Alan Ball: Difficult to Watch 'American Beauty' Because of Kevin Spacey

by Kevin Schattenkirk

EDGE Media Network Contributor

Monday November 30, 2020

Alan Ball
Alan Ball  (Source:Associated Press)

In a new interview with The Irish Times, writer/director Alan Ball admits it's difficult to watch "American Beauty" because of Kevin Spacey.

Allegations of sexual assault and misconduct against the beleaguered star of 1999 classic film have tainted the film for its writer/director, as Ball states, "especially since he plays a character who is lusting after someone who is not age-appropriate. It's unfortunate." The film, which won Ball an Academy Award for Best Original Screenplay, received widespread critical acclaim and grossed over $350 million at the box office.

Elsewhere in the interview, Ball discusses how "American Beauty" opened the door for him to create two popular series for HBO, "Six Feet Under" and "True Blood."

"It was interesting because I used to go to meetings and pitch my ideas and people would usually look at me and say: well, I don't know if we agree with that," says Ball. "After I won the Oscar for a moment everybody agreed with everything I said. I could do no wrong. And then I wrote a movie called Towelhead and that bombed. And I did a series for HBO that didn't go very well. And I'm no longer the golden boy."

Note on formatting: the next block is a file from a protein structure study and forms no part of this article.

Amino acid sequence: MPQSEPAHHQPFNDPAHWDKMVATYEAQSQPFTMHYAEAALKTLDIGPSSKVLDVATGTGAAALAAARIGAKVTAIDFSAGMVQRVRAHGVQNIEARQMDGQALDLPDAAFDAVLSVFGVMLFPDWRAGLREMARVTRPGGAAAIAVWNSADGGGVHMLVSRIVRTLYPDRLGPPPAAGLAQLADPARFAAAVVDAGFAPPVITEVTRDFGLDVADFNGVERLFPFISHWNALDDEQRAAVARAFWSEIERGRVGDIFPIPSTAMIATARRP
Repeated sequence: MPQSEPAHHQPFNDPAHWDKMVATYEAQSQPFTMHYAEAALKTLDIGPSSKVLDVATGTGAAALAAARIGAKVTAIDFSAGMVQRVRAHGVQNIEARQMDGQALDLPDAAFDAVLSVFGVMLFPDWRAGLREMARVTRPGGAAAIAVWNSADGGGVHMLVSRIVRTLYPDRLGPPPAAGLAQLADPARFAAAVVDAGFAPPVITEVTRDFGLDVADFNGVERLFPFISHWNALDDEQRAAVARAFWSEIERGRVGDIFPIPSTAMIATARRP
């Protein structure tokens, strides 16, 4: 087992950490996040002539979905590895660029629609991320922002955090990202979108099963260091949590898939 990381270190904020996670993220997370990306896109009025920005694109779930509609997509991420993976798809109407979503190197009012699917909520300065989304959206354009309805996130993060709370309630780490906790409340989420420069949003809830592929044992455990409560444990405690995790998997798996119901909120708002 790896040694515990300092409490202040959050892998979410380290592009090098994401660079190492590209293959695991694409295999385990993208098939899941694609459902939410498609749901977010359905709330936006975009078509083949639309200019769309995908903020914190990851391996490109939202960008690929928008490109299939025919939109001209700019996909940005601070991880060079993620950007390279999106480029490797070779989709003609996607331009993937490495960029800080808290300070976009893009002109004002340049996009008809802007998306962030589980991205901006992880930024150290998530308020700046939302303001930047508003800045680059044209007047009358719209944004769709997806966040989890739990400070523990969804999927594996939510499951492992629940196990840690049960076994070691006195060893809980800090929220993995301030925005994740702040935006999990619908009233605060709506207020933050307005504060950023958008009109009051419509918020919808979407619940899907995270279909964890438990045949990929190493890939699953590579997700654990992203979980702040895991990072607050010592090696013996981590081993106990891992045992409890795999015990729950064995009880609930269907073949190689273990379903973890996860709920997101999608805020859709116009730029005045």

That series, "Here And Now" in 2018 with Tim Robbins and Holly Hunter, did not meet with the same type of success and was ultimately canceled. Ball was "really proud" of the series "and I loved working on it, and it was universally reviled. Once you get past the emotional response to that, you just pick up and go on to the next thing."

It turns out, that "next thing" is Ball's third feature film, "Uncle Frank," which has been available on Netflix since November 25. In the film, South Carolina teenager Beth (played by Sophia Lillis) feels a strong connection to her uncle Frank (played by Paul Bettany) and moves to New York City, where Frank teaches at New York University. Beth learns that her uncle is gay.

"Being from the South, I know exactly what you're talking about," says Ball, who grew up in Georgia. "A lot of times [when] Hollywood goes to the South it turns into a clown show. And having come from there I know that's not true. A lot of getting it right was in the casting and in the writing. Trying to lean into the specifics of the characters. There is something great about the accent and the musicality of the language. At the same time, you have to keep everything grounded, to keep the characters real and not have them turn into cartoons. But I had such an amazing cast that was never really an issue."

Kevin Schattenkirk is an ethnomusicologist and pop music aficionado.

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